But the point the author is making is that these men and women did not accomplish great things because they were amazing people. God took normal people and did much through them because of their faith. Moses was a stuttering murderer, Abraham a liar, Rahab a prostitute, David an adulterer, Sarah a doubter. This is not a list of perfect people. It is not a list of heroes. It is a list of fallen sinners who put their trust in God and watched Him do amazing things.
And as we enter the stadium, the idea is not that this great cloud of witnesses is in the stands cheering us on, but rather that their lives testify to us. We walk down the same path, we live in the same fallen world, we share the same sinful tendencies, and we run the same race that they ran. The reality is that men and women have been running this same race for thousands of years. We can look all the way back to the Old Testament or we can look back four weeks to Shannon and Danielle Hurley to see that the race is still being run today.
There is no promise that this will be easy, that the race is downhill with the wind at your back. On the contrary, we are confronted with trials and difficulties on a daily basis—health concerns, conflict at work, family issues, the losing of a loved one, the list goes on. The encouragement in this great cloud of witnesses is that you are not the only one running. Others have run and finished well and so can you as you seek to give yourself to the Lord and trust His plan for your life.
This brings us to the second half of verse 1, as the writer turns his attention to those who are now running. Instruction is given to us. Look at the second half of verse 1, “Let us also lay aside every encumbrance and the sin which so easily entangles us.”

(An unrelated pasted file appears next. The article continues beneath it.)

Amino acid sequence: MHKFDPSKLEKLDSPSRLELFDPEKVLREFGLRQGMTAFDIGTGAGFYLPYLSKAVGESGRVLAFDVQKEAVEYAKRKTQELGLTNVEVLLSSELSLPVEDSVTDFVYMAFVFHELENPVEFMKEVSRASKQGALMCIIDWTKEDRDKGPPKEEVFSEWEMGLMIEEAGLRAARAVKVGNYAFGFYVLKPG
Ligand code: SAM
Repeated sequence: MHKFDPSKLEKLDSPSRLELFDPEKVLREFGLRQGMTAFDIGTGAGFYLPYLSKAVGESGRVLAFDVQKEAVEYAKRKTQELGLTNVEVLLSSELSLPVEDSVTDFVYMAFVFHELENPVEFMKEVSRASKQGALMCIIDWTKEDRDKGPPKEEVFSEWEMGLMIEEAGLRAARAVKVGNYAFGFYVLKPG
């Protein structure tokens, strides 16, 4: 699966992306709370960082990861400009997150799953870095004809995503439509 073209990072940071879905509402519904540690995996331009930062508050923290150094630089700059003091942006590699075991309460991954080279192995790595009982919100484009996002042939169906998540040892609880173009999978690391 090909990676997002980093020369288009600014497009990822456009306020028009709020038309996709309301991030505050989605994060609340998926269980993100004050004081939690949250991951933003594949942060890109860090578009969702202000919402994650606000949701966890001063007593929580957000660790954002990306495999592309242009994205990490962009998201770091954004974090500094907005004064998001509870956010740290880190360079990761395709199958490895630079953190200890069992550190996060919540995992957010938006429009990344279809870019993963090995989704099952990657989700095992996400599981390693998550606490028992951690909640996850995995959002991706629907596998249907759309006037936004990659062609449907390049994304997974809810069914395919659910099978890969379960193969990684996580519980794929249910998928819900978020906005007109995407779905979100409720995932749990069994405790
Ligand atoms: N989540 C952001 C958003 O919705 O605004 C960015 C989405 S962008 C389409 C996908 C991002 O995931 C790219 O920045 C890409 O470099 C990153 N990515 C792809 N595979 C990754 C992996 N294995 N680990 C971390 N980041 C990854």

In any race, the announcer calls out, “On your mark”–this is the indication that the race is about to start. Athletes are called to the line and we are given specific instruction. We are told to lay aside the things that we don’t need to run–the things that prevent us from running well.
The Greek here is to put them off or to cease doing them–even to undress. There are two different categories mentioned here. Let’s look at them in turn. The first are . . .
Things that distract
“Lay aside every encumbrance.” The word for encumbrance is a hinderance or an impediment–literally something bulky. These are things that would slow a runner down. A sweatshirt, a pair of baggy pants, boots, a backpack–items no athlete would ever wear in a race.
In the Christian life, this is anything that distracts. While not sinful in themselves, these are things that can slow us down if not kept in their proper place. It can include family, hobbies, social media, sports, and even ministry. What are those things that weigh you down, things that distract you, things that are not wrong in themselves, but can tend to pull you away and weigh you down.
Working overtime? Certain friends? Staying up late on Saturday night? Talk radio? Netflix? We could take our phones as an example–not sinful by themselves. It is such a helpful device. Weather, news, directions, stock market, games, camera, social media, music, calendar, email, to do list, banking, texting, and even the ability to make phone calls, and the list goes on. Full of helpful things. But it can easily distract and spend too much time looking down.